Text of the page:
Episode 529: Pieces of Some Puzzle
"Finished with engines," ordered Everett.
"Finished with engines," said Murdock as he reached for the telegraphs.
Bells rang and the diesels fell silent. As the echoes died away, Everett
gazed across the field. They'd been given Mast Number 6 -- the second
least-desirable mooring at the Cairns Royal Air Station. The worst was Number
9, on the other side of the grounds. This was half-hidden by the row of
airship sheds, but when he squinted through the rain, he could make out
weatherbeaten outline of MacKiernan's R-83. He doubted these assignments
were accidental. No matter how urgent the business that had led Michaelson
to recall them, the senior captain had taken this opportunity to send them
"Very good," he told the lieutenant. "Order the crew to mooring stations.
We will keep everyone aboard until we've learned what Captain Michaelson
has in mind for us. Jenkins, if you'd accompany me."
Michaelson held the meeting in his office. This was considerably smaller
than the schoolroom he also used for this purpose but it was also more
secure. Everett reflected on this as he and Jenkins squeezed into a row of
chairs next to MacKiernan and Miss Perkins. It was not a good sign.
The senior captain studied them like a headmaster contemplating some
disciplinary measure. "Lieutenant-Commander," he ordered, "your report,
This lack of preamble also did not bode well, but if the Irishman was
fazed, he was careful not to show it. "We proceeded to Guadalcanal as
instructed and investigated the attack on this decommissioned destroyer
the Japanese nationalist had been representing as a fisheries patrol
vessel," he replied calmly. "The Germans destroyed it from the air with
some long-range secret weapon. The details remain to be determined, but
circumstances suggest this was some form of air-to-ground torpedo."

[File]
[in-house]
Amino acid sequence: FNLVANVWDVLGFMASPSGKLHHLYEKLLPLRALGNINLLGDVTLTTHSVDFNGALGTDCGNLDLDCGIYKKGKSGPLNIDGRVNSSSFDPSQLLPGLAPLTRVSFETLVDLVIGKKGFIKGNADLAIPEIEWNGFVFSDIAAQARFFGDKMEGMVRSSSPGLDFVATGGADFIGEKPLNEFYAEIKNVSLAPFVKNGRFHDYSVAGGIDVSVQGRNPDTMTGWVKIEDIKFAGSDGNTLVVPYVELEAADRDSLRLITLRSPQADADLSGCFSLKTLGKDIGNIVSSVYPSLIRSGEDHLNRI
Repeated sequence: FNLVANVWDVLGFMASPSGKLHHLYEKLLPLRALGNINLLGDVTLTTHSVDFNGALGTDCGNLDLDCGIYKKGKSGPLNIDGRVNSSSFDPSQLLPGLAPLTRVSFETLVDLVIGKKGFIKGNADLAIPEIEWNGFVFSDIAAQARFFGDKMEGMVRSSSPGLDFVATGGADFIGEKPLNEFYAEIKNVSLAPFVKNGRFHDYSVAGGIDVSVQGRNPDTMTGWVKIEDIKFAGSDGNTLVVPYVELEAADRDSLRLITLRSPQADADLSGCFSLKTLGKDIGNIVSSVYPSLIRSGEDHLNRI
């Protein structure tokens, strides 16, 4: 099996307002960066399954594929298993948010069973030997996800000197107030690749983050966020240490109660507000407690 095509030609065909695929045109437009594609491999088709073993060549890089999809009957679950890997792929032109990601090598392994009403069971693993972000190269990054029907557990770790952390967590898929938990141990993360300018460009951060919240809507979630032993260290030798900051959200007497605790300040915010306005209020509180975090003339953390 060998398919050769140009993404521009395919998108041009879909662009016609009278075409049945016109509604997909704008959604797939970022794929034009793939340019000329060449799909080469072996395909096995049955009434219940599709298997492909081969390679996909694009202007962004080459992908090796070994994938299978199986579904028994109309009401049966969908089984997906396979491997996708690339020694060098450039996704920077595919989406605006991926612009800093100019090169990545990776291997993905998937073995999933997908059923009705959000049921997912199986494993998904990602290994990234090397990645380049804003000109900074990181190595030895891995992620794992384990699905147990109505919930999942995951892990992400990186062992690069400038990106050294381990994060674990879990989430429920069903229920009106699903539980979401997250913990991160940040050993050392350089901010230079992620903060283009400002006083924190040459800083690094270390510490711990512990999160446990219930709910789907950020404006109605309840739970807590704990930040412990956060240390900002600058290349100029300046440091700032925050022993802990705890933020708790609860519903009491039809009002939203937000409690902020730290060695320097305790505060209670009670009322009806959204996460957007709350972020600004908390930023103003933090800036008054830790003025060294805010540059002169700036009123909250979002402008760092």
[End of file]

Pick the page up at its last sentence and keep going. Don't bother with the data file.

Michaelson glanced at Everett. "I gather that you recovered something of
this nature from Gililo."
"Yes, sir," Everett replied. "We brought it back to Cairns for analysis."
The senior captain made a dismissive gesture. "As well you should.
MacKiernan, if you would continue."
"While we were in Honoria, the German nationalists appeared with their
airship, which they've renamed the Drachen," said the Irishman.
"They deployed marines to make off with the shopkeeper we saw in
communication with their agents on our previous visit. We were not in a
position to intervene, but it seemed reasonable to assume they'd take the
man to the Santa Cruz Islands to locate his informant. We took position
to the east, intending to intercept and shadow their vessel upon its
The senior captain nodded. If he recognized the audacity required to
confront a warship with a courier vessel one third its size and four
fifths of its speed, he gave no sign of this. "I take it this was not a
"Our efforts were compromised by the failure of our Number One engine. I
understand that unit has had a long history of trouble. This forced us to
guess their destination, so we flew to Namatami on the island of
Neumecklenberg. We found no evidence of the German vessel there, but we
did find the Warfield's airship moored at the station. Circumstances
became somewhat confused at that point, but we determined that they've
begun communication with the Germans with the intention of switching sides."
Michaeson nodded, as did Everett. Both had some experience with the
Baroness' `flexible' attitude toward alliances. "So what was all this
business with Woodlark Island?" asked Michaelson.
"It seemed unwise to remain on Neumecklenberg, but we needed resupply, and
Woodlark's obscurity made it an attractive alternative. The Warfields must
have felt the same, for we discovered they'd been there before us and
maintained an encampment for a sizable company on the site of an abandoned